A federal agent and a man on the lam re-enact Shakespeare when they try to expose a major con job.
When Henry Page flees Indianapolis FBI agent Ryan “Mac” McGuinness, it’s not the first time he’s run out on the agent—or on anyone else in his life. But he’s more regretful than usual, and not just because Mac was shot while protecting Henry at their hideout in Mac’s family’s cabin. Although they were on the verge of consummating an undeniable passion, Henry convinces himself it would have been one of the biggest mistakes of a life already full of wrong turns, bad decisions and hard luck. He’s a thief and Mac’s the law, and though Henry was a key witness in an upcoming trial, it’s back to his life of crime, mostly because his twin sister, Viola, needs him. It’s also time for him to return to being Sebastian Hanes, as his late, boozy, failed actress of a mother named him. Henry feels responsible for Viola and the accident that left her with the mind of a child. She even fears the people at the expensive care center that demands exorbitant monthly fees—and constant scams by Henry. The suspicious death of an elderly resident of the center goads Henry into stashing Viola in a more-or-less safe place and dressing up to take her place and expose what he’s sure is a big fraud. Then Mac, who’s in the doghouse for letting his witness get away, gets pulled into the sting. Although he’s never considered himself remotely straight, he finds that Henry/Sebastian’s role as Viola adds a whole new tantalizing layer of complexity—and bids him put his career and his life on the line to help the man he loves and save sweet, vulnerable Viola.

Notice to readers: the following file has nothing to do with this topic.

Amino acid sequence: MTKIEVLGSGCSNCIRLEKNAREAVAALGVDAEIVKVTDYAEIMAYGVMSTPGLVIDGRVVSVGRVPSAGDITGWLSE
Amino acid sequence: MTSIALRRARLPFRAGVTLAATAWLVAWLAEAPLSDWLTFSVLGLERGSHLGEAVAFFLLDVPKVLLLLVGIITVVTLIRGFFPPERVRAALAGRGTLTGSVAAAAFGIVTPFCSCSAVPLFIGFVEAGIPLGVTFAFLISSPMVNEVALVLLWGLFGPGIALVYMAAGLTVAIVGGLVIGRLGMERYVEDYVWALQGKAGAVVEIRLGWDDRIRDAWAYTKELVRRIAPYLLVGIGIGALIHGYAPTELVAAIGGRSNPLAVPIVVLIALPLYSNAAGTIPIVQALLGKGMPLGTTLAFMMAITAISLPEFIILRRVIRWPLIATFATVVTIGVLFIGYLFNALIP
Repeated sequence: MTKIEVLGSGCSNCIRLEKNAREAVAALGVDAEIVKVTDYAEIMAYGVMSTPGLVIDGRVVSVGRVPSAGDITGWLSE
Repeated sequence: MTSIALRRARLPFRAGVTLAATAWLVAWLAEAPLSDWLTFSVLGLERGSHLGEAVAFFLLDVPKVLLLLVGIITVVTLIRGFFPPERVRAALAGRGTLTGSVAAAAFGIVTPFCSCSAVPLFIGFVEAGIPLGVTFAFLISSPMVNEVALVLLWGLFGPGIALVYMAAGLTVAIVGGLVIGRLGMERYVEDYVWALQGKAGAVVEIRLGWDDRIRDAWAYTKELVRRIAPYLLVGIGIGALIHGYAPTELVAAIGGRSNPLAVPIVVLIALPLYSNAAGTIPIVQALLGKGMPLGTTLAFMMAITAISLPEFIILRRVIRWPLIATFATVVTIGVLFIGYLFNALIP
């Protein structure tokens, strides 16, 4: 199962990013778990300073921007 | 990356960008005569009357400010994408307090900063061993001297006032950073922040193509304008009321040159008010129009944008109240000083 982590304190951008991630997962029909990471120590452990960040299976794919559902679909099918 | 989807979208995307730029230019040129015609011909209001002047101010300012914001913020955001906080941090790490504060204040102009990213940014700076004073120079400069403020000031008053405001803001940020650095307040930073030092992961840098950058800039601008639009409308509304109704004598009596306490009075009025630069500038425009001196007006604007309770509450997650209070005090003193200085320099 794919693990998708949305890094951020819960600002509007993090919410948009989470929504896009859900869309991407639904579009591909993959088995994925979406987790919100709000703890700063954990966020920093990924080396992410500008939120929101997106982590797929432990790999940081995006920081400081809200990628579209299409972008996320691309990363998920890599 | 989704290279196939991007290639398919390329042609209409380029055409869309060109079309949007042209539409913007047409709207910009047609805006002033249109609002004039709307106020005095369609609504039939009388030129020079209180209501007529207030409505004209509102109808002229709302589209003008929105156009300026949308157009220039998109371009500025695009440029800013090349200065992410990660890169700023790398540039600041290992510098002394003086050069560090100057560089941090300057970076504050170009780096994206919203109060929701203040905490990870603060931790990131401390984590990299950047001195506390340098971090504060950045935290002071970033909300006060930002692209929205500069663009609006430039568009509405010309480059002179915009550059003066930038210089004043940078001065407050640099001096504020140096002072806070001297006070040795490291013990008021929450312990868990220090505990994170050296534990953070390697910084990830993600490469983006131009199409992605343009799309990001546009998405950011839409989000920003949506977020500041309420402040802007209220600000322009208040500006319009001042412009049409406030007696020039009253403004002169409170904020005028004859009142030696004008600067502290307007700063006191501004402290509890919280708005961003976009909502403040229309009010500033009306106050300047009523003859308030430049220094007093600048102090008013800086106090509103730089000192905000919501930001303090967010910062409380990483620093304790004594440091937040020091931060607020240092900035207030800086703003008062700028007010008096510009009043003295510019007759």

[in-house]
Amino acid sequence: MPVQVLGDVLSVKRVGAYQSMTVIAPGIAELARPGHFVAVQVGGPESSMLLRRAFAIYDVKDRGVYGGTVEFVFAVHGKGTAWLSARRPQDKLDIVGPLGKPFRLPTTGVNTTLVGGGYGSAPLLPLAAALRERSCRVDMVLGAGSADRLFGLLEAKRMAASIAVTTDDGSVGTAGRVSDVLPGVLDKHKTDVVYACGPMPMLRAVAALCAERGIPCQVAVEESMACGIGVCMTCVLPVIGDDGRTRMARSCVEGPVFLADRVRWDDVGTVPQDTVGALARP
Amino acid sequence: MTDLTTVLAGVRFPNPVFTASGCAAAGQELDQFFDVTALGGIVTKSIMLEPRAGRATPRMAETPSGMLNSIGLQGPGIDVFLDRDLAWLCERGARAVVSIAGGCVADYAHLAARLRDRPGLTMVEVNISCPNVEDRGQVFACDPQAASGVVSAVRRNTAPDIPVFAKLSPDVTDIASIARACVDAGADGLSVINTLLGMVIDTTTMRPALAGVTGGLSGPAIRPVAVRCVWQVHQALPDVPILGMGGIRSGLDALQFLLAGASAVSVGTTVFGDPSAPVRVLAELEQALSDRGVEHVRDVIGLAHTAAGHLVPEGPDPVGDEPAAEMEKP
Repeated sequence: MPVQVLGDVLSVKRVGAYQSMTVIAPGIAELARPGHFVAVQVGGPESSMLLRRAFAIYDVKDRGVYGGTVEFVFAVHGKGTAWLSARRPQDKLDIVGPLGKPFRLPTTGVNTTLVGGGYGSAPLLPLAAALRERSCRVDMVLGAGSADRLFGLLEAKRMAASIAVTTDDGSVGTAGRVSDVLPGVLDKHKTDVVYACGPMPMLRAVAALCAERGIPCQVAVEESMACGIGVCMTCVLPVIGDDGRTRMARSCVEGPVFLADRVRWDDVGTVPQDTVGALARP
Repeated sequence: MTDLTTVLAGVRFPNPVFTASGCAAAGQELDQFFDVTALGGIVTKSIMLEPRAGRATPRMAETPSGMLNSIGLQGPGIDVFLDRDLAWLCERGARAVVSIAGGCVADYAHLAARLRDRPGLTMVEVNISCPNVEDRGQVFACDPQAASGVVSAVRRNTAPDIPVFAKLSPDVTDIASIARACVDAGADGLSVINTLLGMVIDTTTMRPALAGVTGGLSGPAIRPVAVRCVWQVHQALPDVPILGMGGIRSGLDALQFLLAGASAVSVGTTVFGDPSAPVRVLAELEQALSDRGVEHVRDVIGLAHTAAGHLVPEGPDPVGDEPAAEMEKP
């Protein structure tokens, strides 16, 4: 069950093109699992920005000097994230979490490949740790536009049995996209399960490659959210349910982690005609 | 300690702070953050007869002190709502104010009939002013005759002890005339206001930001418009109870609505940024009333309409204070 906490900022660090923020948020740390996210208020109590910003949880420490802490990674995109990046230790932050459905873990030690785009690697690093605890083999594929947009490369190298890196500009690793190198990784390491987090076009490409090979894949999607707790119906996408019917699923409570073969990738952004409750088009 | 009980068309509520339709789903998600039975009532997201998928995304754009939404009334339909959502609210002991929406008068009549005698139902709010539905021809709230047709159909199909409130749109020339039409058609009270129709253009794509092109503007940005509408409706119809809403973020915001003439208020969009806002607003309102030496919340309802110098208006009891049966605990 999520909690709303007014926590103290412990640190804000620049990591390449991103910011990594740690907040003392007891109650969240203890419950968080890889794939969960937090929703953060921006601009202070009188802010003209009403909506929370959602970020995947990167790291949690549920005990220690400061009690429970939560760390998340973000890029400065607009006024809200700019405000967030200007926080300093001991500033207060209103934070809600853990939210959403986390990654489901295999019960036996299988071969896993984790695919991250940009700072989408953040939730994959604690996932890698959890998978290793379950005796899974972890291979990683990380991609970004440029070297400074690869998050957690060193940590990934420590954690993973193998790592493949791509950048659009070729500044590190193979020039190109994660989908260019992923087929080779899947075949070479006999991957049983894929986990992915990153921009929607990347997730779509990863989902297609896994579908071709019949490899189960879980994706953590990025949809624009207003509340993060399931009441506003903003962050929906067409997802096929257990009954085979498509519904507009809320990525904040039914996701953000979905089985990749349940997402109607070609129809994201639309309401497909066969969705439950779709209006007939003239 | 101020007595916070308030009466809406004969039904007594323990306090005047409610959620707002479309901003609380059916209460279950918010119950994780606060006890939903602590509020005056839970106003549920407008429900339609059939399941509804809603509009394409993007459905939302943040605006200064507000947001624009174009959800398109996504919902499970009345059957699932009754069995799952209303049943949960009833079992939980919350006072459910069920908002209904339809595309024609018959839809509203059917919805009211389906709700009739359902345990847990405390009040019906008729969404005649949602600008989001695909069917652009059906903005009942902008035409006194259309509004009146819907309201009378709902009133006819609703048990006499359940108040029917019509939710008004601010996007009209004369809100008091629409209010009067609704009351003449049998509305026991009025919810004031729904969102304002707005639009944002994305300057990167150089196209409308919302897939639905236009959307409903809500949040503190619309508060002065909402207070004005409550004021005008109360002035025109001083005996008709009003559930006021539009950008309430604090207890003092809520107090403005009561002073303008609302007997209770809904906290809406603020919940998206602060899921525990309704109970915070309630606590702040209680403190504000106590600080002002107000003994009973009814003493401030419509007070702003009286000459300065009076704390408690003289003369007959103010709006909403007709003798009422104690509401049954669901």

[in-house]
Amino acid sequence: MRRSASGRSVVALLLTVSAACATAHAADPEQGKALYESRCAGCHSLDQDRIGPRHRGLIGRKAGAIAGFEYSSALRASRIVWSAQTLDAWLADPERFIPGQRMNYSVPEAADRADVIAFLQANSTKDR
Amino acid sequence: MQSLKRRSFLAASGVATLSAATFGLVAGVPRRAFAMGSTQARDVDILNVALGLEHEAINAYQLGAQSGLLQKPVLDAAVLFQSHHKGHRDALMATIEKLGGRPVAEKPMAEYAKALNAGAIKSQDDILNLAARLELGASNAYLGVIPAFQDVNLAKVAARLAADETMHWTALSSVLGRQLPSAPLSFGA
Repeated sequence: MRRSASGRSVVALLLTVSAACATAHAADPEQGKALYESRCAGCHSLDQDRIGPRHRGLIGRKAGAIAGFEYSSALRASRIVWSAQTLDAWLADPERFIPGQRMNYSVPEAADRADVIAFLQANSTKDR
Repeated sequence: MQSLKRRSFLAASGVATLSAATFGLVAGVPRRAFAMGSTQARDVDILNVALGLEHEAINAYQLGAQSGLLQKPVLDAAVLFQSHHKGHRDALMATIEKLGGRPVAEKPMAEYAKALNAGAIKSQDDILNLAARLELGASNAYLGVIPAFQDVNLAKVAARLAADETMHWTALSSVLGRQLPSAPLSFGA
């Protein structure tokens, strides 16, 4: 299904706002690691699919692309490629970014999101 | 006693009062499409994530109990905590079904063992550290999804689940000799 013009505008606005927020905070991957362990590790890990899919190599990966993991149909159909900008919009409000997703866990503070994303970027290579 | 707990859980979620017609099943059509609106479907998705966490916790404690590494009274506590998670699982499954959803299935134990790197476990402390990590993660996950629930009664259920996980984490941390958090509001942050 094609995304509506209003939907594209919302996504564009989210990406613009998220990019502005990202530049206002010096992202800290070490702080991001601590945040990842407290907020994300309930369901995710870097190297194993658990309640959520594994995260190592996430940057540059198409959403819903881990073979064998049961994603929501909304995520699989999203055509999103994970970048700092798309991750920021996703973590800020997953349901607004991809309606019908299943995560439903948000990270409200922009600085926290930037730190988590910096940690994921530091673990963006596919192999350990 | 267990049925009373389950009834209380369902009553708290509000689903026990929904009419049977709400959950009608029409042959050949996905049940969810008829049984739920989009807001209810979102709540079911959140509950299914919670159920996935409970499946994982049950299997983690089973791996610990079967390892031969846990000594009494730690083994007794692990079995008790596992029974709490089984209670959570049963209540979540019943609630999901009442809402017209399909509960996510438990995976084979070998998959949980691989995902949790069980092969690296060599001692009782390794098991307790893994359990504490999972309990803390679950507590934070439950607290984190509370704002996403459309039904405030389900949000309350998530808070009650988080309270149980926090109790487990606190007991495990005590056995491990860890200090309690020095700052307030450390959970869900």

Henry and Rock’s witty, gritty, occasionally graphic sequel to Two Gentlemen From Altona (2014) forces a buttoned-down G-man to face 50 shades of ambiguity, not only of his endearing co-hero, but also of the odd couple’s future together.